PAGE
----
Deans' stroke musings

Changing stroke rehab and research worldwide now.Time is Brain!Just think of all the trillions and trillions of neurons that DIE each day because there are NO effective hyperacute therapies besides tPA(only 12% effective). I have 493 posts on hyperacute therapy, enough for researchers to spend decades proving them out. These are my personal ideas and blog on stroke rehabilitation and stroke research. Do not attempt any of these without checking with your medical provider. Unless you join me in agitating, when you need these therapies they won't be there.

What this blog is for:

Shortly after getting out of the hospital and getting NO information on the process or protocols of stroke rehabilitation and recovery I started searching on the internet and found that no other survivor received useful information. This is an attempt to cover all stroke rehabilitation information that should be readily available to survivors so they can talk with informed knowledge to their medical staff. It's quite disgusting that this information is not available from every stroke association and doctors group.
My back ground story is here:http://oc1dean.blogspot.com/2010/11/my-background-story_8.html

Monday, November 28, 2016

Desmoteplase 3 to 9 Hours After Major Artery Occlusion Stroke

Whom is going to plan and execute followup research that will find and significantly improve functional outcome at 3 months?  A great stroke association would handily do this. I blame our boards of directors for allowing promising research to languish forever.
http://stroke.ahajournals.org/content/47/12/2880.abstract?etoc


Abstract

Background and Purpose—The DIAS-3 trial (Efficacy and Safety Study of Desmoteplase to Treat Acute Ischemic Stroke [phase 3]) did not demonstrate a significant clinical benefit of desmoteplase administered 3 to 9 hours after stroke in patients with major artery occlusion. We present the results of the prematurely terminated DIAS-4 trial together with a post hoc pooled analysis of the concomitant DIAS-3, DIAS-4, and DIAS-J (Japan) trials to better understand the potential risks and benefits of intravenous desmoteplase for the treatment of ischemic stroke in an extended time window.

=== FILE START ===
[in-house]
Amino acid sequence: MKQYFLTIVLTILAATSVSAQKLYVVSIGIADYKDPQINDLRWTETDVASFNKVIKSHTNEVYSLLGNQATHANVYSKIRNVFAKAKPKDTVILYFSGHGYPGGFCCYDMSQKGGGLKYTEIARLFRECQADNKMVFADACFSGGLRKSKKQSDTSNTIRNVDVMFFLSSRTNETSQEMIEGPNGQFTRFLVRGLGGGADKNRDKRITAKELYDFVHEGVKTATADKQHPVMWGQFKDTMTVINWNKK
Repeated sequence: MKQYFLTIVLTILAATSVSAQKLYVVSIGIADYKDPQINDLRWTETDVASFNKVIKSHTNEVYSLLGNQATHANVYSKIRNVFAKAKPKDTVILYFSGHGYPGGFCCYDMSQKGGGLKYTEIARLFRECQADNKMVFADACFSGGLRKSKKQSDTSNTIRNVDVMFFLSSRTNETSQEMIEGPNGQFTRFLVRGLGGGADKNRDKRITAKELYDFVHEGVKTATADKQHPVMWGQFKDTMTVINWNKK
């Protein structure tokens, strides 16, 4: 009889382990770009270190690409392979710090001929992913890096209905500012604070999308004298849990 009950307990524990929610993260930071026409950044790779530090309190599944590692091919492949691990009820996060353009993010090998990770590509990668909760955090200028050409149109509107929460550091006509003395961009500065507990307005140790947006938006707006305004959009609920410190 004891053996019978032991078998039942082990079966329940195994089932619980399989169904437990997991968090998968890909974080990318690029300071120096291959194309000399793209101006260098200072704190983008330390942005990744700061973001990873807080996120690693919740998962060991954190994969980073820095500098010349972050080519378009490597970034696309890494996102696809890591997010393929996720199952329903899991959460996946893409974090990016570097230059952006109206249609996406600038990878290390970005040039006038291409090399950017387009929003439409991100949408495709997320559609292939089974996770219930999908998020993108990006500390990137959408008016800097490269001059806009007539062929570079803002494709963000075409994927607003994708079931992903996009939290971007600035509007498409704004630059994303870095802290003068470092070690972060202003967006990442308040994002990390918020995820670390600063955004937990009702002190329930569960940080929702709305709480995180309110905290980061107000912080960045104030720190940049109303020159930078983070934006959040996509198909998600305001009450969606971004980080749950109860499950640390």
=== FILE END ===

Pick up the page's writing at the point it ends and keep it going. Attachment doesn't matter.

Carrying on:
Methods—Ischemic stroke patients with occlusion/high-grade stenosis in major cerebral arteries were randomly assigned to intravenous treatment with desmoteplase (90 μg/kg) or placebo. The primary outcome was modified Rankin Scale (mRS) score of 0 to 2 at day 90. Safety assessments included mortality, symptomatic intracranial hemorrhage, and other serious adverse events.
Results—In DIAS-4, 52 of 124 (41.9%) desmoteplase-treated and 46 of 128 (35.9%) placebo-treated patients achieved an mRS score of 0 to 2 (odds ratio, 1.45; 95% confidence interval, 0.79; 2.64; P=0.23) with equal mortality, frequency of symptomatic intracranial hemorrhage, and other serious adverse events in both the treatment arms. In the pooled analysis, mRS score of 0 to 2 was achieved by 184 of 376 (48.9%) desmoteplase-treated versus 171 of 381 (44.9%) placebo-treated patients (odds ratio, 1.33; 95% confidence interval, 0.95; 1.85; P=0.096). Treatment with desmoteplase was safe and increased the recanalization rate (107/217 [49.3%] versus 85/222 [38.3%]; odds ratio, 1.59; 95% confidence interval, 1.08–2.35; P=0.019). Recanalization was associated with favorable outcomes (mRS 0–2) at day 90 in both the treatment arms.
Conclusions—Late treatment with intravenous 90 µg/kg desmoteplase is safe, increases arterial recanalization, but does not significantly improve functional outcome at 3 months.
Clinical Trial Registration—URL: http://www.clinicaltrials.gov. Unique identifier: NCT00856661.

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